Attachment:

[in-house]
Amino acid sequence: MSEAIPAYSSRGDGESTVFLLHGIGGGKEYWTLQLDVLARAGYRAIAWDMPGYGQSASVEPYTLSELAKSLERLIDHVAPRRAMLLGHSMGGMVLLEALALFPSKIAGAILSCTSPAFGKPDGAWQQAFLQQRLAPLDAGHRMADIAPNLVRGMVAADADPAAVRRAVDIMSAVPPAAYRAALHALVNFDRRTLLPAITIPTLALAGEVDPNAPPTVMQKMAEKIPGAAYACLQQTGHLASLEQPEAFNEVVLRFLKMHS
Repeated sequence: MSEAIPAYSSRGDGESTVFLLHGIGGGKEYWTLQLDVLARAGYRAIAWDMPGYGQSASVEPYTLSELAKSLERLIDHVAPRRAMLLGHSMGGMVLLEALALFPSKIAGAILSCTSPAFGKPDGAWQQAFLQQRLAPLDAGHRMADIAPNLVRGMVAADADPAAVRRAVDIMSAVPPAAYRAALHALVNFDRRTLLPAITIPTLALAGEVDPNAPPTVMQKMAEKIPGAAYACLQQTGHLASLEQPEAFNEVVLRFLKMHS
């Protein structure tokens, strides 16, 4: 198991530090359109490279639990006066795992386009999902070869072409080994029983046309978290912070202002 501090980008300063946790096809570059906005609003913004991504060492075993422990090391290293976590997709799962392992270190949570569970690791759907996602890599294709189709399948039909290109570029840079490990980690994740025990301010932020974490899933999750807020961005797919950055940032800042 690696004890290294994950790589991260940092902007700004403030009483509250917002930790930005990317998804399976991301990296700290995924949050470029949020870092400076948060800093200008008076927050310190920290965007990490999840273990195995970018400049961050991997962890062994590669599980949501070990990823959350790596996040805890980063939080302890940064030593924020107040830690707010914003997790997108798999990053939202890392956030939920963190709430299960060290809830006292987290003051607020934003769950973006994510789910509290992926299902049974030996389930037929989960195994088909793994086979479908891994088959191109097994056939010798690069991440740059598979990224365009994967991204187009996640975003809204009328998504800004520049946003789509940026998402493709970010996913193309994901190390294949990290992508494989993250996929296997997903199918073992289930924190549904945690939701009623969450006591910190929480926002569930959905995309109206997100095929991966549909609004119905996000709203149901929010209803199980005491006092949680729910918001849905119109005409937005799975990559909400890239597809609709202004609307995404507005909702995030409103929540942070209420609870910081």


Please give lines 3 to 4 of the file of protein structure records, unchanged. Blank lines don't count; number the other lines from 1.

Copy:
Repeated sequence: MSEAIPAYSSRGDGESTVFLLHGIGGGKEYWTLQLDVLARAGYRAIAWDMPGYGQSASVEPYTLSELAKSLERLIDHVAPRRAMLLGHSMGGMVLLEALALFPSKIAGAILSCTSPAFGKPDGAWQQAFLQQRLAPLDAGHRMADIAPNLVRGMVAADADPAAVRRAVDIMSAVPPAAYRAALHALVNFDRRTLLPAITIPTLALAGEVDPNAPPTVMQKMAEKIPGAAYACLQQTGHLASLEQPEAFNEVVLRFLKMHS
């Protein structure tokens, strides 16, 4: 198991530090359109490279639990006066795992386009999902070869072409080994029983046309978290912070202002 501090980008300063946790096809570059906005609003913004991504060492075993422990090391290293976590997709799962392992270190949570569970690791759907996602890599294709189709399948039909290109570029840079490990980690994740025990301010932020974490899933999750807020961005797919950055940032800042 690696004890290294994950790589991260940092902007700004403030009483509250917002930790930005990317998804399976991301990296700290995924949050470029949020870092400076948060800093200008008076927050310190920290965007990490999840273990195995970018400049961050991997962890062994590669599980949501070990990823959350790596996040805890980063939080302890940064030593924020107040830690707010914003997790997108798999990053939202890392956030939920963190709430299960060290809830006292987290003051607020934003769950973006994510789910509290992926299902049974030996389930037929989960195994088909793994086979479908891994088959191109097994056939010798690069991440740059598979990224365009994967991204187009996640975003809204009328998504800004520049946003789509940026998402493709970010996913193309994901190390294949990290992508494989993250996929296997997903199918073992289930924190549904945690939701009623969450006591910190929480926002569930959905995309109206997100095929991966549909609004119905996000709203149901929010209803199980005491006092949680729910918001849905119109005409937005799975990559909400890239597809609709202004609307995404507005909702995030409103929540942070209420609870910081």